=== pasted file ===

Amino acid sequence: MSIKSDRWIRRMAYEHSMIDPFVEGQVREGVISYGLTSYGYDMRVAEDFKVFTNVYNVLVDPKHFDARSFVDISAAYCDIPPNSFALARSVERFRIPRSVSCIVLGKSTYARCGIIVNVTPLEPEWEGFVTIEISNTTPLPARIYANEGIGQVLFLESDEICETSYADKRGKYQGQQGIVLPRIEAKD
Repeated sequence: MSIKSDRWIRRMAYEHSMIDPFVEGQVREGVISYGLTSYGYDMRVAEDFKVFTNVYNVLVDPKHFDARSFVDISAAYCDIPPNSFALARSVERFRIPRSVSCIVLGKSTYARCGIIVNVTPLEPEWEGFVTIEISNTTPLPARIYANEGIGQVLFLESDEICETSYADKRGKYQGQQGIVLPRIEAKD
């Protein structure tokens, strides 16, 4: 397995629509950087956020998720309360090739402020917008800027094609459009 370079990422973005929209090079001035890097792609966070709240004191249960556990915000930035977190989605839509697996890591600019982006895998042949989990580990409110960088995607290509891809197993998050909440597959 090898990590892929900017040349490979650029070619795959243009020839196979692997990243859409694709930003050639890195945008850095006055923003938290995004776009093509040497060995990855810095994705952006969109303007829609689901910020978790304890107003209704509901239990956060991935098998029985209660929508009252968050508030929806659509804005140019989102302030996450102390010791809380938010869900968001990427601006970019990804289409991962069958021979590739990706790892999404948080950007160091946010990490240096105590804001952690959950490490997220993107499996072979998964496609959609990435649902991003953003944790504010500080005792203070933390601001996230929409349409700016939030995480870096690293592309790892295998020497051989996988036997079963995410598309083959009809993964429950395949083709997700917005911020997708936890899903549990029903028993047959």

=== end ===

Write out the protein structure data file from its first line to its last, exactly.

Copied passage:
Amino acid sequence: MSIKSDRWIRRMAYEHSMIDPFVEGQVREGVISYGLTSYGYDMRVAEDFKVFTNVYNVLVDPKHFDARSFVDISAAYCDIPPNSFALARSVERFRIPRSVSCIVLGKSTYARCGIIVNVTPLEPEWEGFVTIEISNTTPLPARIYANEGIGQVLFLESDEICETSYADKRGKYQGQQGIVLPRIEAKD
Repeated sequence: MSIKSDRWIRRMAYEHSMIDPFVEGQVREGVISYGLTSYGYDMRVAEDFKVFTNVYNVLVDPKHFDARSFVDISAAYCDIPPNSFALARSVERFRIPRSVSCIVLGKSTYARCGIIVNVTPLEPEWEGFVTIEISNTTPLPARIYANEGIGQVLFLESDEICETSYADKRGKYQGQQGIVLPRIEAKD
């Protein structure tokens, strides 16, 4: 397995629509950087956020998720309360090739402020917008800027094609459009 370079990422973005929209090079001035890097792609966070709240004191249960556990915000930035977190989605839509697996890591600019982006895998042949989990580990409110960088995607290509891809197993998050909440597959 090898990590892929900017040349490979650029070619795959243009020839196979692997990243859409694709930003050639890195945008850095006055923003938290995004776009093509040497060995990855810095994705952006969109303007829609689901910020978790304890107003209704509901239990956060991935098998029985209660929508009252968050508030929806659509804005140019989102302030996450102390010791809380938010869900968001990427601006970019990804289409991962069958021979590739990706790892999404948080950007160091946010990490240096105590804001952690959950490490997220993107499996072979998964496609959609990435649902991003953003944790504010500080005792203070933390601001996230929409349409700016939030995480870096690293592309790892295998020497051989996988036997079963995410598309083959009809993964429950395949083709997700917005911020997708936890899903549990029903028993047959």